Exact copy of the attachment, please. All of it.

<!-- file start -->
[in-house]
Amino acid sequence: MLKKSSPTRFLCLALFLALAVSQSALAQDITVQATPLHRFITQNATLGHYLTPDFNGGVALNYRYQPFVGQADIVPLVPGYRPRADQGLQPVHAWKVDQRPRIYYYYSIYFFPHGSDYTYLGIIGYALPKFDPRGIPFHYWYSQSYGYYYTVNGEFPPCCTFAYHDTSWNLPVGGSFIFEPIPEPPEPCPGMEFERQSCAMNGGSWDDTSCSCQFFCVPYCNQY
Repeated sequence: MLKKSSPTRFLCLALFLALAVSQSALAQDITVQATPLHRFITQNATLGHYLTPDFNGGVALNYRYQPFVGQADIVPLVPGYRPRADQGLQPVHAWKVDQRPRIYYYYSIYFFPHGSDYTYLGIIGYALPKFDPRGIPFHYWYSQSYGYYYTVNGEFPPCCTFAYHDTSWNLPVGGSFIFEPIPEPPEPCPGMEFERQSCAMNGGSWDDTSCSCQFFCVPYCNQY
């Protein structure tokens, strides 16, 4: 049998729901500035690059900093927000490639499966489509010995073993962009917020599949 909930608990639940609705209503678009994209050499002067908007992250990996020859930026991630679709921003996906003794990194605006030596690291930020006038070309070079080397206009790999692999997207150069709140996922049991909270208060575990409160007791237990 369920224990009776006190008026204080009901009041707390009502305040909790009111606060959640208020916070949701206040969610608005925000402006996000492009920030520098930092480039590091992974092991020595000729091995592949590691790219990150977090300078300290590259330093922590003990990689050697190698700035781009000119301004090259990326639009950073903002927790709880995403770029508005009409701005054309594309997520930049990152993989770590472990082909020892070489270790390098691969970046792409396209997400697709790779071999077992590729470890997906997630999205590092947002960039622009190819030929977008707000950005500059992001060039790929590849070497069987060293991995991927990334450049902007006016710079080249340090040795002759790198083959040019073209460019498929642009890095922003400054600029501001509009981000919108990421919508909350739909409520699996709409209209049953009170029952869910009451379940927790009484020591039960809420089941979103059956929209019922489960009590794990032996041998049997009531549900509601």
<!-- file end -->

[in-house]
Amino acid sequence: MLKKSSPTRFLCLALFLALAVSQSALAQDITVQATPLHRFITQNATLGHYLTPDFNGGVALNYRYQPFVGQADIVPLVPGYRPRADQGLQPVHAWKVDQRPRIYYYYSIYFFPHGSDYTYLGIIGYALPKFDPRGIPFHYWYSQSYGYYYTVNGEFPPCCTFAYHDTSWNLPVGGSFIFEPIPEPPEPCPGMEFERQSCAMNGGSWDDTSCSCQFFCVPYCNQY
Repeated sequence: MLKKSSPTRFLCLALFLALAVSQSALAQDITVQATPLHRFITQNATLGHYLTPDFNGGVALNYRYQPFVGQADIVPLVPGYRPRADQGLQPVHAWKVDQRPRIYYYYSIYFFPHGSDYTYLGIIGYALPKFDPRGIPFHYWYSQSYGYYYTVNGEFPPCCTFAYHDTSWNLPVGGSFIFEPIPEPPEPCPGMEFERQSCAMNGGSWDDTSCSCQFFCVPYCNQY
């Protein structure tokens, strides 16, 4: 049998729901500035690059900093927000490639499966489509010995073993962009917020599949 909930608990639940609705209503678009994209050499002067908007992250990996020859930026991630679709921003996906003794990194605006030596690291930020006038070309070079080397206009790999692999997207150069709140996922049991909270208060575990409160007791237990 369920224990009776006190008026204080009901009041707390009502305040909790009111606060959640208020916070949701206040969610608005925000402006996000492009920030520098930092480039590091992974092991020595000729091995592949590691790219990150977090300078300290590259330093922590003990990689050697190698700035781009000119301004090259990326639009950073903002927790709880995403770029508005009409701005054309594309997520930049990152993989770590472990082909020892070489270790390098691969970046792409396209997400697709790779071999077992590729470890997906997630999205590092947002960039622009190819030929977008707000950005500059992001060039790929590849070497069987060293991995991927990334450049902007006016710079080249340090040795002759790198083959040019073209460019498929642009890095922003400054600029501001509009981000919108990421919508909350739909409520699996709409209209049953009170029952869910009451379940927790009484020591039960809420089941979103059956929209019922489960009590794990032996041998049997009531549900509601």